Have you ever wondered how to add shirring to your sewing project?
In case you aren't familiar with shirring, it’s rows of machine stitching that cinch your fabric to add texture and shaping to your clothes. You can shirr on waistlines, across the chest, and at any hems (especially sleeves).
No pattern alterations are required to create this breezy blouson effect.
Watch the video or keep reading to discover how to add shirring to your sewing projects. Here's what you'll learn:
- What is shirring? Is it the same as smocking?
- What patterns and fabric work for shirring?
- How do you shirr?
- Troubleshooting tips
What is shirring?
When you shirr on your machine, you’re essentially just sewing rows of stitches that are 1/2” (12 mm) apart. The trick is that you’re using elastic thread in your bobbin and all-purpose thread in your needle.
The elastic thread evenly gathers the fabric between the rows of stitches, creating texture and elasticity and cinching your garment in after you give it a quick burst of steam with your iron.
You can add shirring to any part of a garment. It’s most commonly used to create shaping at the neckline, bust, or waist, like here on the Carter dress.
What patterns and fabrics work for shirring?
When picking out a pattern, look for ample ease—at least 10" of ease in the area you will be shirring.
The lighter the fabric, the more effective the shirring. It can reduce the garment's width by about half. Great fabrics to shirr include voile, double gauze, lawn, and rayon challis. Avoid heavier fabrics such as flannel, canvas, and wool suiting.
You can add shirring to an entire length of fabric before you sew, but it might be easier and more accurate to add it to your cut pieces, so you control exactly where the shirring gathers.
How to shirr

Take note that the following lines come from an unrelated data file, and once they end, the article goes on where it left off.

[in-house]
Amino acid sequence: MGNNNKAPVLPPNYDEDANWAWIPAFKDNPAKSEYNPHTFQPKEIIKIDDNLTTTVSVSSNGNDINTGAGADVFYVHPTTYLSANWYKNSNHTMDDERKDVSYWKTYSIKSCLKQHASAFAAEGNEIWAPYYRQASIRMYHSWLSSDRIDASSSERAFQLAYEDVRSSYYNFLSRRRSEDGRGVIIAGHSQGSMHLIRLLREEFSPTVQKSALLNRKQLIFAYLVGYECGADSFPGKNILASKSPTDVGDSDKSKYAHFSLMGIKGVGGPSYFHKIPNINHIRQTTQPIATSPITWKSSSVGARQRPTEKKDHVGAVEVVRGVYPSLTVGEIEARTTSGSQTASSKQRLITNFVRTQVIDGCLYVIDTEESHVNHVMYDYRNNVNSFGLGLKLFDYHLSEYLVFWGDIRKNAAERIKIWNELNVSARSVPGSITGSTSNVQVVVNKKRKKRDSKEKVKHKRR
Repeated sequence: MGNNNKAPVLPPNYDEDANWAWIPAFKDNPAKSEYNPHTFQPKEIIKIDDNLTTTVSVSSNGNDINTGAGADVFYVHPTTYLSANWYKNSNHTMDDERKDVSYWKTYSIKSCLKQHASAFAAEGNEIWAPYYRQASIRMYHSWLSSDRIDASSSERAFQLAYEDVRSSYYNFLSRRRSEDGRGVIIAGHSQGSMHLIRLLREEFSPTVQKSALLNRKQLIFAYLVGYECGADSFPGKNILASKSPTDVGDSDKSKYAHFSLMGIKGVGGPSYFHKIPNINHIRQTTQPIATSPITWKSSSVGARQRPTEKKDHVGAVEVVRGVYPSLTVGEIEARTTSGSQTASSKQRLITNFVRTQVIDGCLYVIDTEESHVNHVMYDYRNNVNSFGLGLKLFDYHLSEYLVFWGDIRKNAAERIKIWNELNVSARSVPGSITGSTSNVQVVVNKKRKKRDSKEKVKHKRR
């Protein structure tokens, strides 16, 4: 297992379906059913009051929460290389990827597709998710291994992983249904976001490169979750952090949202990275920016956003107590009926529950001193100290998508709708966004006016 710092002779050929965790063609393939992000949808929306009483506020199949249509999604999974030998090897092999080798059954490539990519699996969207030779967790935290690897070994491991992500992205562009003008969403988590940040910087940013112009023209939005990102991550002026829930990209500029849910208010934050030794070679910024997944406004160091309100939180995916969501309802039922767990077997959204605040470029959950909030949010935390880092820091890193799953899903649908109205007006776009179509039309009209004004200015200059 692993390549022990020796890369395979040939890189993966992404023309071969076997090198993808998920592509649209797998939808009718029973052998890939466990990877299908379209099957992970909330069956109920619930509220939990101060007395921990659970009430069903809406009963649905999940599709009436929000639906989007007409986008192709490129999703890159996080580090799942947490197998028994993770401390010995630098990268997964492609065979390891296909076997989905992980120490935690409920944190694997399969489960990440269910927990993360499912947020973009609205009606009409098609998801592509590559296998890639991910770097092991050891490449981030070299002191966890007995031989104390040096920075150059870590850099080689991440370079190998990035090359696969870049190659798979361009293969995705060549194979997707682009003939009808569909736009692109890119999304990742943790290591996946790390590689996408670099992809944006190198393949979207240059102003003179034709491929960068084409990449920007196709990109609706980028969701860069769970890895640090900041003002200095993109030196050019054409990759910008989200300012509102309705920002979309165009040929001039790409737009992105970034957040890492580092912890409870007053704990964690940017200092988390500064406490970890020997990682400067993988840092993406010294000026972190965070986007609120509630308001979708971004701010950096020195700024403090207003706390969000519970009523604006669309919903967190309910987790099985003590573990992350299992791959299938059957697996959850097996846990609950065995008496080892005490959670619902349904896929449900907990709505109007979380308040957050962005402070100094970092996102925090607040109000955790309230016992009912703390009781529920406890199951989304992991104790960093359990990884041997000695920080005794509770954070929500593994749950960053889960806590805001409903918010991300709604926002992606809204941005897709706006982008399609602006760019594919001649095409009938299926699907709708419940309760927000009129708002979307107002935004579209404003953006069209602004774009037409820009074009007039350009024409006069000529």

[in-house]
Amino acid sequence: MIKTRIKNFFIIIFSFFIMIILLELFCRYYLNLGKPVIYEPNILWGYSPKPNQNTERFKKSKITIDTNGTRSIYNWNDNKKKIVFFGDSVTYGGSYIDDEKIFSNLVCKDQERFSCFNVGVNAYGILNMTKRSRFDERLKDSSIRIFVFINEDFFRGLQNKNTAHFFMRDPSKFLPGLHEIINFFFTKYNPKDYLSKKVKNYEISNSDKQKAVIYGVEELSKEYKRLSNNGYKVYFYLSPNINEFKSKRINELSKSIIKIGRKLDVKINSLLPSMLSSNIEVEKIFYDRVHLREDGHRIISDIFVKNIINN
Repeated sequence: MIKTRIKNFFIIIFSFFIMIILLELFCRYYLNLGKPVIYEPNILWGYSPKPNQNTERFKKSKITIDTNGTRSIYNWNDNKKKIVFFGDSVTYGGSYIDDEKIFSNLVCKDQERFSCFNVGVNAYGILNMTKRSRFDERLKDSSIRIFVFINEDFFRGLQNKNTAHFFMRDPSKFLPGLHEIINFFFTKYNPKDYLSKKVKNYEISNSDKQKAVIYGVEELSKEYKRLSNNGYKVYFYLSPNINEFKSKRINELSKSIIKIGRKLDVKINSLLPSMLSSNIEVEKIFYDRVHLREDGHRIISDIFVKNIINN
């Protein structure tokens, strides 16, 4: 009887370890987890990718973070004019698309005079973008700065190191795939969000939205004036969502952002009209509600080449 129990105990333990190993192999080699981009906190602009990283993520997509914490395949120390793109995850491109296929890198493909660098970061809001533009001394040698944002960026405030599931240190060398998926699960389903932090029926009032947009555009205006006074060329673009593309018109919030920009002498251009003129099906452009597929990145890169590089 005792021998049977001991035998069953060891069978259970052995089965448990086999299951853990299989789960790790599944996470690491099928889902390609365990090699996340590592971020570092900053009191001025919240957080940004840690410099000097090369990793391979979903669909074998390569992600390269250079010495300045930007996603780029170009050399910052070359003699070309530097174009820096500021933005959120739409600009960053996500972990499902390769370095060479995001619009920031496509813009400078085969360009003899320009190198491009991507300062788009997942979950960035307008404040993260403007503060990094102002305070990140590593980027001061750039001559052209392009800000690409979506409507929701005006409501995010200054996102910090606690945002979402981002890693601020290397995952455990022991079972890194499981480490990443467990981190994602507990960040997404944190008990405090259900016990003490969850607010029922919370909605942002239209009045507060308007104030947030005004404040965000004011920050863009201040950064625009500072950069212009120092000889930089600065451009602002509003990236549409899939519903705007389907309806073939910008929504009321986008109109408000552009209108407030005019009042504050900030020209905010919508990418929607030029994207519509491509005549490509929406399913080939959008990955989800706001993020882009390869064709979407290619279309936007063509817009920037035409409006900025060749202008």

- Elastic thread (for your bobbin)
- Regular thread (for your top thread)
- A water-soluble marking tool
- A clear ruler
- (Optional) A walking foot to help keep your stitches consistent
Heads up—most of the work for shirring is in set-up and experimentation. Once you get your settings right, all you have to do is stitch. So focus on testing on a swatch before moving on to your finished project.
First, get your bobbin all ready. To do this, wind the bobbin by hand with the elastic thread. Should you stretch as you wind? Maybe just a little, but it really depends on your machine’s tension. You might not know until you start sewing test stitches.
Tip: If you’re doing a lot of shirring, wind more than one bobbin so you don’t have to interrupt your sewing flow to refill another one by hand.
Once your bobbin is in your machine, thread the needle with all-purpose thread. Pull up the elastic thread and then pull both threads away from your machine to leave a long tail. Why the tail? Your machine will want to suck that elastic thread back in as it sews. Leaving a thread tail ensures you won’t get nesting as you start stitching.
Next, select a long straight stitch on your machine, about 3-4 mm. Why the long stitches? The fabric gathers between each stitch as you shirr, so a longer stitch length creates more shirring.
Once your test swatch looks good, you’re ready for the easy part—the actual shirring!
Use a water-soluble marking tool and a clear ruler to draw shirring lines 1/2” away from each other.
Tip: If you’re sewing shirring on the front and back bodice pieces, draw the lines equal distances away from each other and the marking at the armhole. Then your shirring will line up at the side seams.
Sew each with a generous backstitch at the beginning and end. Why a generous backstitch? Your elastic thread might want to snap back into place, which will undo the stitches. Backstitching secures it.
After a few rows of stitching, you should start to see your shirring go into effect. But there’s one more trick when you’re all done!
Hover a hot steam iron slightly above your shirring and give it a few blasts of steam. The gathers will magically condense, creating tight rows of shirring and transforming the fabric’s silhouette.
Watch the video to see a piece of fabric cinch up in real time. It’s so satisfying.
Now you’re ready to sew all your pattern pieces together to get the full effect.
Have any questions about shirring? Or have you made any cool projects with shirring? Post a picture in the comments!